Salome is a score you could stage in a shoebox and still come away from overwhelmed, and Nelsons’ rendering alone makes this revival worth the price of a ticket. Though detailed and determined, McVicar’s staging still feels muddled compared to the searing emotional clarity of the score. Excess on the page here is a dizzying delight, on stage it just seems like a mess.

Comments

Having seen both the Dress Rehearsal and the 1st night I must concur with most of what Alexandra Coughlan writes. The most compelling performance undoubtedly came from Rosalind Plowright and there was a very sonorous performance from Egils Silins as Jokanaan. I particularly liked trhe 1st Jew, Peter Bronder. However I was disappointed by the sheer volume of the orchestra. Andris Nelsons is new to opera conducting and treats the Salome score as though it was an orchestral symphony (much like Gergiev did with Elektra at the RFH). It isn't. It's an opera and he consistently drowns out the singers, especially Salome by creating over the top orchestra climaxes when she sings some of her most impassioned music. True that Angela Denoke is a bit lightweight for this role but Nelsons did nothing to make life easy for her.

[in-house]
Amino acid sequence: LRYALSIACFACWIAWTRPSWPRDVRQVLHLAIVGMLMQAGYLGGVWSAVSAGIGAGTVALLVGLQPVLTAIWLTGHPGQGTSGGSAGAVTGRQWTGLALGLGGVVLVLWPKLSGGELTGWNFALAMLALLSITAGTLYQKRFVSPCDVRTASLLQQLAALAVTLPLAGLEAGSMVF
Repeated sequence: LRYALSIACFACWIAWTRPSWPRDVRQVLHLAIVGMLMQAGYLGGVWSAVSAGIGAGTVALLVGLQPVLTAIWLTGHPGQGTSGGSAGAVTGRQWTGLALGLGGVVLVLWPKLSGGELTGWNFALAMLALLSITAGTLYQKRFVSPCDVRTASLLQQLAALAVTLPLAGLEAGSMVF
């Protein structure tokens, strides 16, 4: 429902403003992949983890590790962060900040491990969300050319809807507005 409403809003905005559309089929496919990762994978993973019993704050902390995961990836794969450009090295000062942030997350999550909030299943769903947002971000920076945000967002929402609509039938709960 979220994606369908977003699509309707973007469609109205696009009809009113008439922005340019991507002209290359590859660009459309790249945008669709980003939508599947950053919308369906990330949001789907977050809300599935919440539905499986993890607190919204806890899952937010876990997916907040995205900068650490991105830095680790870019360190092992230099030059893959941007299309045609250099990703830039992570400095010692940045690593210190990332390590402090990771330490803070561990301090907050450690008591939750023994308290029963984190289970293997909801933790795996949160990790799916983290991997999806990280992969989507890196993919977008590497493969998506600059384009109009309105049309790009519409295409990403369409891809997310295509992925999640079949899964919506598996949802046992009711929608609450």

isn't there a story about Strauss himself conducting Salome, and shouting to the orchestra "louder! I can still hear the soprano!"

I believe the comment was directed at Klytaemnestra in a rehearsal of Elektra. Strauss was not conducting but was in the Bayerische Staatsoper, listening.